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Thirteenth stage of the Giro d'Italia 2023: from Borgofranco d'Ivrea to Crans Montana

Let's discover the beauty of Italy thanks to the Giro d'Italia. It continues through Piedmont.

3 minutes

We are getting deeper and deeper into the competition as we approach the final phase of the second week of the Giro d'Italia 2023. The thirteenth stage will be one of the toughest, with its 199 kilometres and over 5,100 metres of altitude difference.

The start will be flat for a few kilometres, then it will pass Aosta until it comes to the San Bernardo tunnel, an alternative to the San Bernardo Pass, selected by the Giro organisation to allow the athletes to proceed safely, given the heavy snowfall in recent days.

The race will pass through Borgofranco d'Ivrea, a small village in Piedmont with distant origins; traversed by the Via delle Gallie, a Roman road that connected the Po Valley with Gaul, it then became an outpost in 1200 at the behest of the Marquis of Monferrato and the Bishop of Ivrea, a crossroads for pilgrims travelling along the Via Francigena to get to Rome that has undergone several transformations over the centuries, before becoming the beautiful village it is today.

The territory is crossed by the Dora Baltea, a tributary river of the Po, and on its banks you can see how rural life is still deeply rooted in the inhabitants of this place; in fact, there are still some typical dwellings of the past in Borgofranco, two or three storeys high, with large arches that served as stables and storage for hay on the ground floor.

Not to mention the Balmetti, the characteristic stone 'cellars' obtained from the Mambarone Massif, which, thanks to a natural phenomenon that causes air currents to escape from inside the mountain, makes these places perfect for preserving wines and cheeses, a practice that dates back to the early 12th century.

Passing through the village and moving a little away from the centre, you can go for walks in unspoilt nature, following the ancient Via Francigena, on foot or by bicycle, or hiking in the forest, where there were once farmhouses, mills and cottages, as well as several organised excursions in a group or alone, with a tasting on arrival.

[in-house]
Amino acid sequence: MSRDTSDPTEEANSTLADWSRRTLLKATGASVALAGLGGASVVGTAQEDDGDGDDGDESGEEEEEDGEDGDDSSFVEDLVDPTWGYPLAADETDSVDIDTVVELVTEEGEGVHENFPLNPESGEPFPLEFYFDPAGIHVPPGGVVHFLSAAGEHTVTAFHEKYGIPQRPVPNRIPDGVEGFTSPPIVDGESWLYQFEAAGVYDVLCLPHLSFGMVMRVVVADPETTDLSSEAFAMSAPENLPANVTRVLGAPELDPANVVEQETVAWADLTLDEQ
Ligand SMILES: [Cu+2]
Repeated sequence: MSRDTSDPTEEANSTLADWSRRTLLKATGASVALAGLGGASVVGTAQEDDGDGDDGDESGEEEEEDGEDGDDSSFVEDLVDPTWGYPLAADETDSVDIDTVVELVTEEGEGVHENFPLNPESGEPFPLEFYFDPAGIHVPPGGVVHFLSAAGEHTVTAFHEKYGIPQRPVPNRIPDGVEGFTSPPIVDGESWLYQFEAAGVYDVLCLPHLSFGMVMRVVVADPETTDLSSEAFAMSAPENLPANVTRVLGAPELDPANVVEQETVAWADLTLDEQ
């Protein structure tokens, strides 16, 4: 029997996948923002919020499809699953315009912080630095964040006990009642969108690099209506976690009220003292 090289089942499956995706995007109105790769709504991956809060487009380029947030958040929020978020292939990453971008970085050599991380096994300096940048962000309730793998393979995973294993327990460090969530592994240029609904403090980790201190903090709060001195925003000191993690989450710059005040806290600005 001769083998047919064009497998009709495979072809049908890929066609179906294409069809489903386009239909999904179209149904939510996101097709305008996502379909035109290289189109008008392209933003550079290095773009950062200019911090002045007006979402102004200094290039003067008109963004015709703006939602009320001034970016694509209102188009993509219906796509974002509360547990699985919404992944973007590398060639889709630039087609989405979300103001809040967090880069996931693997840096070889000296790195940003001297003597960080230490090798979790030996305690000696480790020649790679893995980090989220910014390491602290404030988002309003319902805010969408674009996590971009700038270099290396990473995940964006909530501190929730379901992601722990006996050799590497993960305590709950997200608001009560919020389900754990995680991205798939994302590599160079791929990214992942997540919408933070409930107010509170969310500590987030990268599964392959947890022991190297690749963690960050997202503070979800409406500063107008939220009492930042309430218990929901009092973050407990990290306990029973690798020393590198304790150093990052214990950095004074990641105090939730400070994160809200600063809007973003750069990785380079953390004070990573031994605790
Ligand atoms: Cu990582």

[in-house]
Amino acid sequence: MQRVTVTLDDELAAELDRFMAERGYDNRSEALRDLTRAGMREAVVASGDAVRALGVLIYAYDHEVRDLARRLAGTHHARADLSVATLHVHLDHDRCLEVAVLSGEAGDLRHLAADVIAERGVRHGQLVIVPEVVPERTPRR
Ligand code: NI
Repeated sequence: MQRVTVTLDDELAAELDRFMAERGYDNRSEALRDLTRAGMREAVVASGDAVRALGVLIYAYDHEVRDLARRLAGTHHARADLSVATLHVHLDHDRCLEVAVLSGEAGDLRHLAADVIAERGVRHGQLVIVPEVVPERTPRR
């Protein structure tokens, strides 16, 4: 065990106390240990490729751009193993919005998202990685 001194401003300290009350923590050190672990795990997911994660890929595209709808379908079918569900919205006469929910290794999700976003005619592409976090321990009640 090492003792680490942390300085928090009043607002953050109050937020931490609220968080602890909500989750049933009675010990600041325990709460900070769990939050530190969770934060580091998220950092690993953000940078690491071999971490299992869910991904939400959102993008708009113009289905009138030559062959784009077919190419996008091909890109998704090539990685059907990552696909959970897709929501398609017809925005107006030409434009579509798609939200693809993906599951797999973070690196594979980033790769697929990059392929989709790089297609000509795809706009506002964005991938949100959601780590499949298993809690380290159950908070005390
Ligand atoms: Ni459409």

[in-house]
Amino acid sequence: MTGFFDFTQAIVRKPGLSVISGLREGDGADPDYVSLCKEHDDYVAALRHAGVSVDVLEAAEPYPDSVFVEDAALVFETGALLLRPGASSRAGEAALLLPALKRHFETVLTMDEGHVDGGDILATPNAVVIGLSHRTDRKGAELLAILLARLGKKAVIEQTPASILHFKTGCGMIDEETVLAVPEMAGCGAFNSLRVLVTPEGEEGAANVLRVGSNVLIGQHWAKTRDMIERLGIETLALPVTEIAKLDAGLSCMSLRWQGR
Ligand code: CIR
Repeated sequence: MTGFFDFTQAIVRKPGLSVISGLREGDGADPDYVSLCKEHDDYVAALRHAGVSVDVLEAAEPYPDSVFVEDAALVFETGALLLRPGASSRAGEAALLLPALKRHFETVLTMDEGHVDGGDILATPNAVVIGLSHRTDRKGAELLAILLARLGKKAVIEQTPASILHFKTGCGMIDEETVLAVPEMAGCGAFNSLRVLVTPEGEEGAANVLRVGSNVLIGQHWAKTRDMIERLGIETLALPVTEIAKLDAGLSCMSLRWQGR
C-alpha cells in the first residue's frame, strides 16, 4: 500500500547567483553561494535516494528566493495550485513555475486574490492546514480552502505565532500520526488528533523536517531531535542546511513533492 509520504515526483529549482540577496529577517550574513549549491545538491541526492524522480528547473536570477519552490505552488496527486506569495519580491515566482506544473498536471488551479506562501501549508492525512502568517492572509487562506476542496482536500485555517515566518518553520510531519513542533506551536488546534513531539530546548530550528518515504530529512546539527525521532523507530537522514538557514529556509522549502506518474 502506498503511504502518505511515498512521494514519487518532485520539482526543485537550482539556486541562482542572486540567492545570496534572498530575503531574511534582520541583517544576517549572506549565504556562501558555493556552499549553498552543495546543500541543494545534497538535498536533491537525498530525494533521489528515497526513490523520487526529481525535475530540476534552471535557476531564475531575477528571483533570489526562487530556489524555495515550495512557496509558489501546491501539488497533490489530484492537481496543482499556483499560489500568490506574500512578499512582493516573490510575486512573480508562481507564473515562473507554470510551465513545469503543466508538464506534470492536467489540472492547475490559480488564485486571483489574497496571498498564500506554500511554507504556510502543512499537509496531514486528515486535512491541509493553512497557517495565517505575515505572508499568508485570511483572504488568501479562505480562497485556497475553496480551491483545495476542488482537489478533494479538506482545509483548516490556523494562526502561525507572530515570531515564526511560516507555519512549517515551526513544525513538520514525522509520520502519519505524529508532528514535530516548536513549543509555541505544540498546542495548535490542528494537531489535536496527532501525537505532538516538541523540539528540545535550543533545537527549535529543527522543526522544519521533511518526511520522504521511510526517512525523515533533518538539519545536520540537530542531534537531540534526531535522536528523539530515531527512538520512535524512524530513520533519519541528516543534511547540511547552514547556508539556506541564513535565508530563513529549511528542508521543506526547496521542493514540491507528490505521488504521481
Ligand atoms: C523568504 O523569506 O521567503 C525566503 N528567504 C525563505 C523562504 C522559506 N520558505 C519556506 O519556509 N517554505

The hospitality of the people of Borgofranco is also evident in the quantity of products they offer visitors to this beautiful place, with exceptional cheeses: toma del balmetto and maccagno del balmettoelderberry pancakesthistle quiche, excellent canestrelli, and dry biscuits with cocoa or strong lemon flavouring.

Leaving Borgofranco d'Ivrea behind, we come to Bard, a very small village inhabited by just over 100 inhabitants, perched on the slopes of a rocky headland below the fort of the same name. The Bard Fort is a fascinating construction, looming large upon a hill. Composed of three buildings arranged on different levels, it stands in a strategic position from which it served to defend the Aosta Valley from attacks by neighbouring populations.

Constructed as early as pre-Roman times, it later belonged to the Viscount of Aosta, Boso, until the middle of the 12th century and then passed to the Savoys, who occupied it for about six centuries. The fort is now a museum complex, and includes the Museum of the Alps, with an interactive path that highlights the cultural, geographical and naturalistic aspects of the mountain, the Museum of Fortifications and Frontiers, with scale model reconstructions of historical settings with miniature armies and weapons, accompanied by video clips, and the Fort dungeons, where you can retrace the history of the siege by Napoleon in 1800.

The race continues through not a few difficulties: the gradient for the remainder of the course varies from 5% to 13%, followed by a 30-kilometre descent to arrive in Switzerland for the final stage.

The stage podium




Chef Enrico Croatti's baci di dama for a taste of Piedmont

Baci di dama ['lady's kisses'] are a recipe from the culinary tradition of Piedmont that can be enjoyed in a contemporary style thanks to timeless ingredients.

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